Law firms including Millberg, Weiss, Bershad, Hynes & Lerach; Bernstein Liebhard & Lifshitz LLP; and Wolf Haldenstein Adler Freeman & Herz LLP have filed a class action lawsuit against Lucent Technologies (Murray Hill, NJ). The firms claim that the world's largest telecommunications equipment maker issued false statements about its financial condition, misleading shareholders. The suit was filed in the United States District Court for the District of New Jersey on behalf of all people who had purchased common Lucent stock between October 27, 1999, and January 6, 2000.
The lawsuit accompanies a 23% fall in stock value after the company warned investors last week that its first quarter profits would fall below analysts' estimates. Lucent expects to report earnings of between $0.36 and $0.39 per share, well below Wall Street forecasts of $0.54 per share. Price per share plummeted on Friday from 69 to a low of 53 3/16, recovering to hover around 57 for the first half of this week.
The lawsuit charges Lucent and certain of its directors and executive officers with violations of the Securities Exchange Act of 1934 and Rule 10b-5. According to Bernstein Liebhard & Lifshitz, the complaint alleges that "the defendants issued materially false and misleading information and failed to disclose material information concerning the company's deteriorating financial condition, the lack of demand for the company's products, its inability to control costs and maintain profit margins, and the effects these adverse undisclosed conditions would ultimately have on the company's operations, liquidity, and stock price." As a result of these misrepresentations and omissions, the complaint maintains, the price of Lucent's common stock was artificially inflated throughout the class period.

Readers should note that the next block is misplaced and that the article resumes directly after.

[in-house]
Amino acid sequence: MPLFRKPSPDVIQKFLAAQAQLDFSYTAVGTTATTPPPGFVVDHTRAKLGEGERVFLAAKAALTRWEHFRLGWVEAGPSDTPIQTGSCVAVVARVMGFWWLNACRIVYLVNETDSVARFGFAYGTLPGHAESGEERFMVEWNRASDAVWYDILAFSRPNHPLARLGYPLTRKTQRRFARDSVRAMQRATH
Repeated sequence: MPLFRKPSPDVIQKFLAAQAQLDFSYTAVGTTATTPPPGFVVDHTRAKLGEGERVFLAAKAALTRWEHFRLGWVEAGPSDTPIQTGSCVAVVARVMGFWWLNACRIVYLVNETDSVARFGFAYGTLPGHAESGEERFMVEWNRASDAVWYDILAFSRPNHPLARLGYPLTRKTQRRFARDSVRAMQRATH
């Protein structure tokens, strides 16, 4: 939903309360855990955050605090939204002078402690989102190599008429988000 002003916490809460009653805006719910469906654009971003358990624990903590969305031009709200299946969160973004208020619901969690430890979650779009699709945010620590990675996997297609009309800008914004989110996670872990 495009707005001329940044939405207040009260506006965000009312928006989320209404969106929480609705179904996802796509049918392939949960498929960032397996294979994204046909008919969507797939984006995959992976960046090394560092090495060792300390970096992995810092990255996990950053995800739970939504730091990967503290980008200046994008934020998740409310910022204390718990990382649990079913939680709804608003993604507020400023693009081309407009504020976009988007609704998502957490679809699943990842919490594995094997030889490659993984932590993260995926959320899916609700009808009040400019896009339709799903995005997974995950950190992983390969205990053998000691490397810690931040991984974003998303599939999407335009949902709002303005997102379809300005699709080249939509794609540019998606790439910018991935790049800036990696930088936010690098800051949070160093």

However, Lucent chairman and chief executive officer Rich McGinn cited unprecedented demand for optical equipment as a major reason for the company's shortfall. "We saw faster-than-expected shifts in customer purchases to our newest 80-channel optical product line and greater-than-expected demand for the OC-192 interfaces on that system," says McGinn. "This resulted in near-term capacity and deployment constraints; we could not meet demand as that shift took place. We also had manufacturing capacity constraints on our fiber-optic business and our optical components business because demand was so high."
The company accepted responsibility for current losses, but is confident that the problem is only short-term. "We did not execute the way we wanted to," acknowledges McGinn. "Therefore, in this quarter we will be making significant investments to ramp up our manufacturing capacity and technical resources," which will impact Lucent's bottom line in the second quarter. The company does expect to see recovery and significant growth in the second half of the year when the optical products are fully ramped and in production.
Steven Levy, analyst for Lehman Bros., gives Lucent management the benefit of the doubt. "I don't think that anybody purposely misled me," he asserts. "I think that what's happened is systemic of a situation when you're trying to grow a little bit faster than the company's natural growth rate; you lose a little control, you lose some visibility, and you become vulnerable to small bumps in the road. I think all of that conspired to lead to the problem."
Levy says that analysts will be watching Lucent's next steps closely, and notes that the optical equipment rollouts cited by McGinn will be important to the company's future. "We will be monitoring Lucent's ability to get through this manufacturing/production/product rollout of some of the new optical stuff, because that is a very, very exciting marketplace," says Levy. "If the company isn't able to turn it around quickly, there could be some lingering market share loss."
Shareholders who purchased or acquired Lucent securities during the class period and lost money or still hold the stock may join in the suit by filing appropriate papers no later than March 7, 2000.
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